The epidemic of opioid addiction is continuing in America. From 1999 to 2015, more than 183,000 people in the nation have died from overdoses related to prescription opioids. Another alarming trend is that more and more young people have been affected.
Families, schools, and communities should make opioid use a part of the prevention conversation. Everyone should play a positive role in raising awareness about the problem. Doing so can also dissipate the widespread stigma of opioid addiction, with the hope of getting more individuals into treatment.
Why Are Opioid Drugs Highly Accessible in the Community?
Opioids include many prescription medications for pain management that bind to specific receptors in the brain, spinal cord, and gastrointestinal tract. Common prescription opioids include morphine, codeine, methadone, oxycodone, hydrocodone, hydromorphone, fentanyl, and buprenorphine. Many illicit drugs, such as heroin, also belong in this category.
Because of the prevalent use of pain medications in America, and the easy access to the prescription drugs listed above, opioids are almost everywhere in the community.
The high accessibility of these drugs is one contributing factor to the opioid addiction epidemic. Anybody who uses opioids for long-term pain management is at risk of opioid addiction and overdose.
When Young People Experiment With Opioid Drugs
Many young people in America have access to opioid drugs either through prescription or by misusing other people’s prescriptions. Because their brains are still at a developmental stage before 25, experimenting with opioid drugs can be highly consequential.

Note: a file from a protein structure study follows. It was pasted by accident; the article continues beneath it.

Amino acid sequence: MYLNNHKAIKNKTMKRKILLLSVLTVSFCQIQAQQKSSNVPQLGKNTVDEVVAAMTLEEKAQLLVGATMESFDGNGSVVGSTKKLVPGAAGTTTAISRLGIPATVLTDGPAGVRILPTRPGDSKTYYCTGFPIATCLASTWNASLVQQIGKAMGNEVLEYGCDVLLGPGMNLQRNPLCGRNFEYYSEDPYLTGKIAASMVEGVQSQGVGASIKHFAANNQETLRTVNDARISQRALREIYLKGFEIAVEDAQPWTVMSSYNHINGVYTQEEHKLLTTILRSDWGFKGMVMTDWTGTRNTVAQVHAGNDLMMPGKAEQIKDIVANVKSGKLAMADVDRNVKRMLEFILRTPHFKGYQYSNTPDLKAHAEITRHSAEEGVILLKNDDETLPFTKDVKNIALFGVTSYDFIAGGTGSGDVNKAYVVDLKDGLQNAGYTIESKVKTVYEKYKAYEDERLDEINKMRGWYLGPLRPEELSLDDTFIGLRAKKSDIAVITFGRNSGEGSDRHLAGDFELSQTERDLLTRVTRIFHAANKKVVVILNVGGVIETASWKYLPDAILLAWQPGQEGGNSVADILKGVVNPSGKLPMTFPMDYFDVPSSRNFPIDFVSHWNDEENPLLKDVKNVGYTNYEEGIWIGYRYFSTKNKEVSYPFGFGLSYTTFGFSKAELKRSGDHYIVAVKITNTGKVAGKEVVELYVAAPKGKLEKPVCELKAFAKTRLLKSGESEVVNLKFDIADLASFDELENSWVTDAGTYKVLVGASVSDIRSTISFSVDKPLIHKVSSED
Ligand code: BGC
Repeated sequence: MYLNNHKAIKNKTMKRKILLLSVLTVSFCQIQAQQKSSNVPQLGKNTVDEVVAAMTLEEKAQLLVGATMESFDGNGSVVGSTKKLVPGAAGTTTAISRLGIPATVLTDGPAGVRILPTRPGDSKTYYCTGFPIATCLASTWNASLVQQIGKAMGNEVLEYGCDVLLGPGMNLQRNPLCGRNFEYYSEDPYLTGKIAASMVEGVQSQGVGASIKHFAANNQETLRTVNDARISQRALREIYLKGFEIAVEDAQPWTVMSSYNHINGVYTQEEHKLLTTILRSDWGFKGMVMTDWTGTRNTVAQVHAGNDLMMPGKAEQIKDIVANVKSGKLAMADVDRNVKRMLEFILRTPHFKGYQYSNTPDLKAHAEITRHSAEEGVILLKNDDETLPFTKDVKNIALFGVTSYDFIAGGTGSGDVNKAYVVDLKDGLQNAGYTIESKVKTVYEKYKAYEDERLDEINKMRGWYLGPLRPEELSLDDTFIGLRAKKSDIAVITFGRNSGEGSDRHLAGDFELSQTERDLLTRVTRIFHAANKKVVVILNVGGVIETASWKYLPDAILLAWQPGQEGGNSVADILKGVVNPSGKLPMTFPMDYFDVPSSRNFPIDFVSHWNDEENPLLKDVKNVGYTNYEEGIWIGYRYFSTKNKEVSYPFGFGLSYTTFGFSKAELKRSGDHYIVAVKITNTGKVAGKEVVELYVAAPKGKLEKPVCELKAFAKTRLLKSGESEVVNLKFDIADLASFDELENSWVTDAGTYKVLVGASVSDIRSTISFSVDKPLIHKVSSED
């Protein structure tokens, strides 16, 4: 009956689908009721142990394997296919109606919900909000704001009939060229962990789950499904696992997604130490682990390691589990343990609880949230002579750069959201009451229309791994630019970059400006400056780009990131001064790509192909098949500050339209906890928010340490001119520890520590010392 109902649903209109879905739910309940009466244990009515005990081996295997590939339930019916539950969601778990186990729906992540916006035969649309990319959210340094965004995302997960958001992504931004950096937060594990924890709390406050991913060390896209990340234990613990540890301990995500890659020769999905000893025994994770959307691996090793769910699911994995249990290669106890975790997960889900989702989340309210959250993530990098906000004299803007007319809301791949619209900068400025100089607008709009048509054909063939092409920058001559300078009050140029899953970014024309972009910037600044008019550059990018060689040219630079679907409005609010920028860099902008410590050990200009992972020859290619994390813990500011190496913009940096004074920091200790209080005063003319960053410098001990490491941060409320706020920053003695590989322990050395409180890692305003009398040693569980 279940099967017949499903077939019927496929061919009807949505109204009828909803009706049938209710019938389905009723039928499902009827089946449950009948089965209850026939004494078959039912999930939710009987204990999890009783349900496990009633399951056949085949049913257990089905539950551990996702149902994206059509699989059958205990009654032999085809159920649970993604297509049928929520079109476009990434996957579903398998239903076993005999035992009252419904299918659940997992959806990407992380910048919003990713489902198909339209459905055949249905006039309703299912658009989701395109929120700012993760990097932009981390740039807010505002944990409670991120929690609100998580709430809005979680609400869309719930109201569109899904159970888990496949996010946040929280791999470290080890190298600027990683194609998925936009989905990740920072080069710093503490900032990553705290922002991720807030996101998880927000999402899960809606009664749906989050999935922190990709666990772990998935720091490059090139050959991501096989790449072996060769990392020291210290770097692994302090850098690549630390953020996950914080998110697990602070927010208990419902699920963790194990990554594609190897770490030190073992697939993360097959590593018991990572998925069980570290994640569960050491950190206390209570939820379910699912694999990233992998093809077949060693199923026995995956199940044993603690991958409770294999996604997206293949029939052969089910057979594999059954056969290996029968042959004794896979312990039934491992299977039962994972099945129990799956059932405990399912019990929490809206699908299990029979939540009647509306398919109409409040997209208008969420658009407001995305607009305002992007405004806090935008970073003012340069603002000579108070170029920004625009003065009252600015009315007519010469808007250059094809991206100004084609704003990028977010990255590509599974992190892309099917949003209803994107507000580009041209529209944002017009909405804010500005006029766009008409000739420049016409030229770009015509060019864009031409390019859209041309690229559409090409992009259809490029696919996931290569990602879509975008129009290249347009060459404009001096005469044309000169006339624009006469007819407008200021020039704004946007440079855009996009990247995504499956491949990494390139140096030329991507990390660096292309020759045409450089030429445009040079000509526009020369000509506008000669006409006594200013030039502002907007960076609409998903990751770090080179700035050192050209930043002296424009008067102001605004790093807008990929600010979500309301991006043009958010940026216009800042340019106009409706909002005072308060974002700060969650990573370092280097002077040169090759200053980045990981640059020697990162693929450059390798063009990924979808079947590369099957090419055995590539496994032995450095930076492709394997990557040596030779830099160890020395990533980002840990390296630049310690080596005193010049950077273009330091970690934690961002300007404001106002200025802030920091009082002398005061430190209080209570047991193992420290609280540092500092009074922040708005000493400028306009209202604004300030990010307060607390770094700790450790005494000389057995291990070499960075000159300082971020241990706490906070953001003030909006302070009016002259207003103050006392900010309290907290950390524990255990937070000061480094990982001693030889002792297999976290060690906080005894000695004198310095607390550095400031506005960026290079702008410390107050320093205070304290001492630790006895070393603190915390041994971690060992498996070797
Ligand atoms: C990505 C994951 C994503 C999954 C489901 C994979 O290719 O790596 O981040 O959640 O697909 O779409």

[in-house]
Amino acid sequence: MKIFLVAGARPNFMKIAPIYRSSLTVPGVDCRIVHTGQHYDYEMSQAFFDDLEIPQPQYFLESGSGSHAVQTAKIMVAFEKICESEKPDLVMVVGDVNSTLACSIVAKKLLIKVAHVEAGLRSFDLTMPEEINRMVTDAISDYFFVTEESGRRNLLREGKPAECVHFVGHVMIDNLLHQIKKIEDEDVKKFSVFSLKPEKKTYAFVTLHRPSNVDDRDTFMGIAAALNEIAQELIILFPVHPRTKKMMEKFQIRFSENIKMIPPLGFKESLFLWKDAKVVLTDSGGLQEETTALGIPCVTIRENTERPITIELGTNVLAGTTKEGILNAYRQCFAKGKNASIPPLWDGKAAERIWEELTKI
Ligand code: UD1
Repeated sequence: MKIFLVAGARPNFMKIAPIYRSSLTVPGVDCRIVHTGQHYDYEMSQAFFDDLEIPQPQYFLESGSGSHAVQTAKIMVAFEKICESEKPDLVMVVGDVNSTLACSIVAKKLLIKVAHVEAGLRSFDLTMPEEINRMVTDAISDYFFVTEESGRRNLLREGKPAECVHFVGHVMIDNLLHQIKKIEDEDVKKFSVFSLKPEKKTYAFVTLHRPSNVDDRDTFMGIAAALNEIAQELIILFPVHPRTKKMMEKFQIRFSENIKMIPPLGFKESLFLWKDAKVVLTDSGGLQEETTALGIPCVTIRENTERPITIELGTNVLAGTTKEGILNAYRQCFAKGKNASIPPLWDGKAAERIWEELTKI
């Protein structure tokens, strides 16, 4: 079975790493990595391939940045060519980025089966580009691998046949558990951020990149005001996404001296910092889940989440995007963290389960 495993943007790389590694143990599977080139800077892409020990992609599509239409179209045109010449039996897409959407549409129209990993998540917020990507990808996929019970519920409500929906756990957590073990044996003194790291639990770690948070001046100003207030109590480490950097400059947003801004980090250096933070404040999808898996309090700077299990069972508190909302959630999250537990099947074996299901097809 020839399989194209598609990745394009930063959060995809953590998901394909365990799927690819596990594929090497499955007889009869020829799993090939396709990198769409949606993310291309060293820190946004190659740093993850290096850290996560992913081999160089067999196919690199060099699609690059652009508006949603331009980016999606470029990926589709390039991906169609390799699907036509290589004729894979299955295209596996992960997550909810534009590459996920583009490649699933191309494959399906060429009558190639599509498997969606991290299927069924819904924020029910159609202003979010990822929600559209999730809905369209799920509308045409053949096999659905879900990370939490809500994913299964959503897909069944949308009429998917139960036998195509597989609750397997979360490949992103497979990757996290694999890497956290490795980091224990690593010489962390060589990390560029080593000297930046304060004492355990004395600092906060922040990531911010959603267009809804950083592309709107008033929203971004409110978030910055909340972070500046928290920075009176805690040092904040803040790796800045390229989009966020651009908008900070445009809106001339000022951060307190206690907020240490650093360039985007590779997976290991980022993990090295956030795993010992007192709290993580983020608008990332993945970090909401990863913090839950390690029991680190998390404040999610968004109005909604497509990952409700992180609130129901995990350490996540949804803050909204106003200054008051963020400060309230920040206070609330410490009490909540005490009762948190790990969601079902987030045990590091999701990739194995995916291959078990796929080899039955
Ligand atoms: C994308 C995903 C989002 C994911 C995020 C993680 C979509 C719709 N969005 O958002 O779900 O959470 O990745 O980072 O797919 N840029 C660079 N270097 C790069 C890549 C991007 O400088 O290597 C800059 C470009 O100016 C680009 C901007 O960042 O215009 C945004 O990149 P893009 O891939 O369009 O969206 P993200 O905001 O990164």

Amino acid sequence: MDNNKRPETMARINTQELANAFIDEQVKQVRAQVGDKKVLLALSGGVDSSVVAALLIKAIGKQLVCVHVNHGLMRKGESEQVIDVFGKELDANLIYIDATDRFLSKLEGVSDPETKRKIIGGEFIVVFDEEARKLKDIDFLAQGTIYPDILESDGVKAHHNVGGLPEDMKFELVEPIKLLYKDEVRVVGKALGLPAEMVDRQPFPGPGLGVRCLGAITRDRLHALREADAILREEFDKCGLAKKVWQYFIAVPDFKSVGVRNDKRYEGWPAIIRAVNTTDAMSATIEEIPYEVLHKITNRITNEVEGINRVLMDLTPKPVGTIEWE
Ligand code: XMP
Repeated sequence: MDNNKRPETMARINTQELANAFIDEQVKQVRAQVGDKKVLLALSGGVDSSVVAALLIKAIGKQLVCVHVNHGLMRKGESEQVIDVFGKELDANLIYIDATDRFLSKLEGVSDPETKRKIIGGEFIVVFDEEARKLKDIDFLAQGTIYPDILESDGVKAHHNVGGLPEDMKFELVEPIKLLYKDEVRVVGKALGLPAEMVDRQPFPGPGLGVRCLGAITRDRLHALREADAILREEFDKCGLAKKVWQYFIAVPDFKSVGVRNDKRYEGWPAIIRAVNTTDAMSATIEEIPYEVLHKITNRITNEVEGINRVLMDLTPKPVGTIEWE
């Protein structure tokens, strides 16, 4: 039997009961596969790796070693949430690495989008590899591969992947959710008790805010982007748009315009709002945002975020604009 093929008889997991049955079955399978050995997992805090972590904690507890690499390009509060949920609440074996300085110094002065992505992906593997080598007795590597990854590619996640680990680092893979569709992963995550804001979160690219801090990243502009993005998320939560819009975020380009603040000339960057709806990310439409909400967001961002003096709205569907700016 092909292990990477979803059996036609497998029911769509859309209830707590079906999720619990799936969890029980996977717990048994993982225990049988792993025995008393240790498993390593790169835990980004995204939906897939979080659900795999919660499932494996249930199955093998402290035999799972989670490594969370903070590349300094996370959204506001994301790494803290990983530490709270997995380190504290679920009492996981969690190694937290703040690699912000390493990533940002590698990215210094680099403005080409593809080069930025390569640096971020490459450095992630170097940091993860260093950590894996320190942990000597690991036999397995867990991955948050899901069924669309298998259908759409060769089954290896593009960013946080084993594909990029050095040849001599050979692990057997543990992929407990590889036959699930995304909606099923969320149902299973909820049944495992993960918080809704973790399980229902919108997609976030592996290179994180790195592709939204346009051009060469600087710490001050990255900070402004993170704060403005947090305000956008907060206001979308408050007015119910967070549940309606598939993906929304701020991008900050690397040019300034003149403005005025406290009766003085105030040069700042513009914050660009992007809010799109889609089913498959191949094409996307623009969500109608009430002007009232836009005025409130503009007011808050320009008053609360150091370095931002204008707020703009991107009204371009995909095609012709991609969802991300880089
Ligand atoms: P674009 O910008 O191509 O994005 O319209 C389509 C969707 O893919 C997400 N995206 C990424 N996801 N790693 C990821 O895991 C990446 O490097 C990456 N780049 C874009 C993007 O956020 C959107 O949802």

Those who persistently use will surely experience problems such as declining academic performance, absenteeism, unprotected sexual activities, and mental health problems.
Conversations with trusted adults are important for teenage children experimenting with opioid drugs. Teenagers and even young adults do not always recognize the risks of using opioids.
Teens should be encouraged to talk openly and honestly about their experiences with opioid use. They should be educated by a knowledgeable adult about the dangers associated with opioid use.
Parents should maintain understanding and empathy toward their child’s drug experimentation, yet also be sure to set boundaries and consequences. Parents should consider talking to their child’s friends and their parents to develop consistent expectations.
How to Prevent Opioid Overdose
Overdose is very common among people who use opioids. In order to prevent overdose from happening to more people, communities should be educated and mobilized. For example, medical providers should know which groups are at risk in order to track and monitor them.
High-risk groups include people who are receiving rotating opioid mediation, patients who have been discharged from emergency care and given pain medications, and people who have a history of misusing opioids.
The public needs to be educated on how to identify overdose symptoms before calling 911 for help. First responders should be trained to recognize signs of overdose, including unconsciousness, difficulty breathing, blue lips, or fingernails. These symptoms need immediate medical attention.